Twitter on publishing

On 13 June I began a mini-series of posts about the coverage of the publishing industry on Twitter. The first post featured Twitter accounts dealing with writing and authorship. The second (30 June) featured accounts dealing with language and editing. This one deals with publishing itself.

At any one time I follow on Twitter dozens of accounts dealing with publishing, many from publishing companies. Frankly, many of them are dull: many corporations, especially the big ones, haven’t really ‘got’ Twitter – they use it as an old-style, uni-directional, ‘push’ medium. Rather than respond to others’ interests, they merely inform, inform, inform. About what? products, products, products. Only their own, of course. Very narrow, very boring.

Fortunately, there are some exceptions. Here, in no particular order, are my top three.

@jaynedmarks belongs to Jayne Marks, who is based in California. Her  tweets deal with journal publishing and related issues such as library markets, STM, technical developments. Plenty of crunchy information.

@nishadoshi: Nisha Doshi is an editor at Cambridge University Press, who has been a little quiet of late (I hope she’s OK!). Usually, though, her tweets are full of useful links to information on current developments in the industry, especially on the technical side. I’ve found following Ms Doshi a good way of keeping up to date.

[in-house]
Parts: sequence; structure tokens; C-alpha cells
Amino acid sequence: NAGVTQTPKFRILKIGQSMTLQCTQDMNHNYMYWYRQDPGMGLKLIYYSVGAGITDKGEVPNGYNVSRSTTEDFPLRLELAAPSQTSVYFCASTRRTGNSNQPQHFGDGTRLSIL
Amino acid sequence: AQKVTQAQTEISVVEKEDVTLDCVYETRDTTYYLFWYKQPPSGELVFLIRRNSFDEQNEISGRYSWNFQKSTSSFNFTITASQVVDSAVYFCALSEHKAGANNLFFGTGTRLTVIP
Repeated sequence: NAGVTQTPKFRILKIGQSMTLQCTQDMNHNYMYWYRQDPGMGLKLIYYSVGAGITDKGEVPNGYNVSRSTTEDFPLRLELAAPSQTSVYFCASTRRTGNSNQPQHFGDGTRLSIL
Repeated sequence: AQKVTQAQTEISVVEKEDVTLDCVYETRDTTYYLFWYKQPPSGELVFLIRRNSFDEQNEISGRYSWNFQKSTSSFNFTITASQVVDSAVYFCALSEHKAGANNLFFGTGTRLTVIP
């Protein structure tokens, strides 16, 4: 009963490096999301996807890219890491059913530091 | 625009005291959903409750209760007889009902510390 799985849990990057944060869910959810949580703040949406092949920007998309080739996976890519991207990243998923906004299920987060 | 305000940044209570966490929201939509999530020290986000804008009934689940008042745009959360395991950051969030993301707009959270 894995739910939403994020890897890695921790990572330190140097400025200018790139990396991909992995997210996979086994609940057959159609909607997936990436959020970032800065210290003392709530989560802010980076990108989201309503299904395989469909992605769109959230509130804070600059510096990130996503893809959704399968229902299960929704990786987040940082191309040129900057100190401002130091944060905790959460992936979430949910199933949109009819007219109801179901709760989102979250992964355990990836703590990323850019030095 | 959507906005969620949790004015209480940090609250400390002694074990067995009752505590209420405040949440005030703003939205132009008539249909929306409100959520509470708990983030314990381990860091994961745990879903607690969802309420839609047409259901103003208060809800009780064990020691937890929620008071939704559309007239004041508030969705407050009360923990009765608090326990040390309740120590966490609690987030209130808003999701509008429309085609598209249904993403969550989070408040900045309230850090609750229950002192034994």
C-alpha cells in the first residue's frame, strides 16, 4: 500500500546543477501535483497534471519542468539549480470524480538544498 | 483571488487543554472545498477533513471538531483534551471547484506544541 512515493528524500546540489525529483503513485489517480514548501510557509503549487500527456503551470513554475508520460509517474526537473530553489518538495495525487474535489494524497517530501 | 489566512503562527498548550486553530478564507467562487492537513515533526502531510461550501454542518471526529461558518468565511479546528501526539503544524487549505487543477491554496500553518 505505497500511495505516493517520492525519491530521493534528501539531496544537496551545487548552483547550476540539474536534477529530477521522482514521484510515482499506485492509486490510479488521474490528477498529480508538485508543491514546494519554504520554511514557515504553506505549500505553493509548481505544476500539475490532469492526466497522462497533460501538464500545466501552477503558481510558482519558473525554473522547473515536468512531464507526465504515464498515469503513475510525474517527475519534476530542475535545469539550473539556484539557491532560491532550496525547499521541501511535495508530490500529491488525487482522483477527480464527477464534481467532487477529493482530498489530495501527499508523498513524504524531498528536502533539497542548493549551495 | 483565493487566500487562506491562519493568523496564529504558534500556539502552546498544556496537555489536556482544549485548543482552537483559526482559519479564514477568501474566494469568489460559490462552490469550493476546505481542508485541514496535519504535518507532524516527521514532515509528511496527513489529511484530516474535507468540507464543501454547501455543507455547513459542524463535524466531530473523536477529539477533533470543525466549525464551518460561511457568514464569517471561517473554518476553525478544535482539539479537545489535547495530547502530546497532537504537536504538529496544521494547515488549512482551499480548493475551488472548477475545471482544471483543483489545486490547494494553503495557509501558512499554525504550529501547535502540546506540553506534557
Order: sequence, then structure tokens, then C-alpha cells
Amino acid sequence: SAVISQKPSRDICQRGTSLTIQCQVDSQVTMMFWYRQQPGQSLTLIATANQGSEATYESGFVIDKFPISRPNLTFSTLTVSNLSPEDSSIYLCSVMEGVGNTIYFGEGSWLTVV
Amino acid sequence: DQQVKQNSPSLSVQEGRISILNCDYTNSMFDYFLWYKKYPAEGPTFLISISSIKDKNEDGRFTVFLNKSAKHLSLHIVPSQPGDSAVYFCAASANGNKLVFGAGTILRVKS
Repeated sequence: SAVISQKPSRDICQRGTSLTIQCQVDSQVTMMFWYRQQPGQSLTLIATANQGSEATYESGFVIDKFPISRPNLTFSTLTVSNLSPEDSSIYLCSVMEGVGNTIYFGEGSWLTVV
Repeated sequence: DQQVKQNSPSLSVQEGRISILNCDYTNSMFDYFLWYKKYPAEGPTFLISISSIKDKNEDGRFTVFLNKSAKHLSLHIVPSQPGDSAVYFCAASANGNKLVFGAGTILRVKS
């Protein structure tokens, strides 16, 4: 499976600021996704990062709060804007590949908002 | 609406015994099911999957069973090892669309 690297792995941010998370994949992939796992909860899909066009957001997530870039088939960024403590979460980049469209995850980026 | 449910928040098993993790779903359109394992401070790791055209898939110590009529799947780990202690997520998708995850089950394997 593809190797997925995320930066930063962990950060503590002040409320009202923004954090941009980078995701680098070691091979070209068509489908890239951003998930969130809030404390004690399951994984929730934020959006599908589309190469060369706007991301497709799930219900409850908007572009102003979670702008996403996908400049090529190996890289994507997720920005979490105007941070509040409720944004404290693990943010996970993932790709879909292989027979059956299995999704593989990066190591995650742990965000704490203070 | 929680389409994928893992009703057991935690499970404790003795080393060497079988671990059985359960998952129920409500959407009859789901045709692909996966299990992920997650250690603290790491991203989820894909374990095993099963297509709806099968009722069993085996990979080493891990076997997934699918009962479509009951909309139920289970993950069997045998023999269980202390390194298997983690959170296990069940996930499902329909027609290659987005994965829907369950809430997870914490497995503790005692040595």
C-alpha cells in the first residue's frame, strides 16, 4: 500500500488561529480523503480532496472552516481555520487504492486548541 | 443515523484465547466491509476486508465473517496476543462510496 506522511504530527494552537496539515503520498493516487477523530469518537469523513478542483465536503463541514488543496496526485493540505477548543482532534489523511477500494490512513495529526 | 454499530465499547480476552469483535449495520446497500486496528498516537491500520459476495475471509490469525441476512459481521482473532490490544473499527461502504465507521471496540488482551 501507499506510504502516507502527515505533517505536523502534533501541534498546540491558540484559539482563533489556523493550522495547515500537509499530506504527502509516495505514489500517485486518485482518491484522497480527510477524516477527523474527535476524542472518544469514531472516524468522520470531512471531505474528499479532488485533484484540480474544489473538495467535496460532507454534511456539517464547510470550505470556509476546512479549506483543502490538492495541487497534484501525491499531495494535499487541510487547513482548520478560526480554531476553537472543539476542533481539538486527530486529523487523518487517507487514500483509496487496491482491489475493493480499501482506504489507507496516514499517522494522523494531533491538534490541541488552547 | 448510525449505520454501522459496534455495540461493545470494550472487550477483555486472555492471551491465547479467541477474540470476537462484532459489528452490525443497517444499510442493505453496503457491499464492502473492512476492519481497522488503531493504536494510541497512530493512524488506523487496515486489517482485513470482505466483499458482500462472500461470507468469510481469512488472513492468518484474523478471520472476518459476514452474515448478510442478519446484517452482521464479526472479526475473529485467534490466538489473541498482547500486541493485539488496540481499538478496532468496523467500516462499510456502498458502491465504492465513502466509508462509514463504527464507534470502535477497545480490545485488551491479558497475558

@agatamontoya: Agata Mrva-Montoya is an editor at Sydney University Press. Her tweets are wide-ranging – I see those I’ve stored in my ‘favourites’ list cover such matters as editing, bookselling, and social media. @agatamontoya is particularly helpful in providing links to interesting lists.

Accounts featured in the series to date are listed on the Publishing online page above. Next in the series: the supply chain.

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One Response to “Twitter on publishing”

  1. […] and authorship; the second (30 June) featured those dealing with language and editing; and the third focused on publishing itself. This one deals with the industry supply chain – the links […]

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